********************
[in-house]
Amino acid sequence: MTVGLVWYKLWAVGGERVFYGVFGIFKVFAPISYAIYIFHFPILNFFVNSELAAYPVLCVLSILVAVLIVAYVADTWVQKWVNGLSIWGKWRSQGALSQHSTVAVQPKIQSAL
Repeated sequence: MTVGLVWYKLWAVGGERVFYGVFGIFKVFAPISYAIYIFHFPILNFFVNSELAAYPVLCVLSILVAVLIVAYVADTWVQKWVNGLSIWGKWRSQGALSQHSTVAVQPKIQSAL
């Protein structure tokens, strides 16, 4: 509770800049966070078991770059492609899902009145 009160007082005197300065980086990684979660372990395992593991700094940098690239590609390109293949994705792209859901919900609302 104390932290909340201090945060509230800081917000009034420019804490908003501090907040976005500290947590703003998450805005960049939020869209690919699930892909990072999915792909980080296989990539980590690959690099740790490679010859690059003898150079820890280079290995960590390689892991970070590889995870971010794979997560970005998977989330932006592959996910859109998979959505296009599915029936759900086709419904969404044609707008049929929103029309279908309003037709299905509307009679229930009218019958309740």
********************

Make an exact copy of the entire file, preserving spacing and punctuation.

[in-house]
Amino acid sequence: MTVGLVWYKLWAVGGERVFYGVFGIFKVFAPISYAIYIFHFPILNFFVNSELAAYPVLCVLSILVAVLIVAYVADTWVQKWVNGLSIWGKWRSQGALSQHSTVAVQPKIQSAL
Repeated sequence: MTVGLVWYKLWAVGGERVFYGVFGIFKVFAPISYAIYIFHFPILNFFVNSELAAYPVLCVLSILVAVLIVAYVADTWVQKWVNGLSIWGKWRSQGALSQHSTVAVQPKIQSAL
């Protein structure tokens, strides 16, 4: 509770800049966070078991770059492609899902009145 009160007082005197300065980086990684979660372990395992593991700094940098690239590609390109293949994705792209859901919900609302 104390932290909340201090945060509230800081917000009034420019804490908003501090907040976005500290947590703003998450805005960049939020869209690919699930892909990072999915792909980080296989990539980590690959690099740790490679010859690059003898150079820890280079290995960590390689892991970070590889995870971010794979997560970005998977989330932006592959996910859109998979959505296009599915029936759900086709419904969404044609707008049929929103029309279908309003037709299905509307009679229930009218019958309740």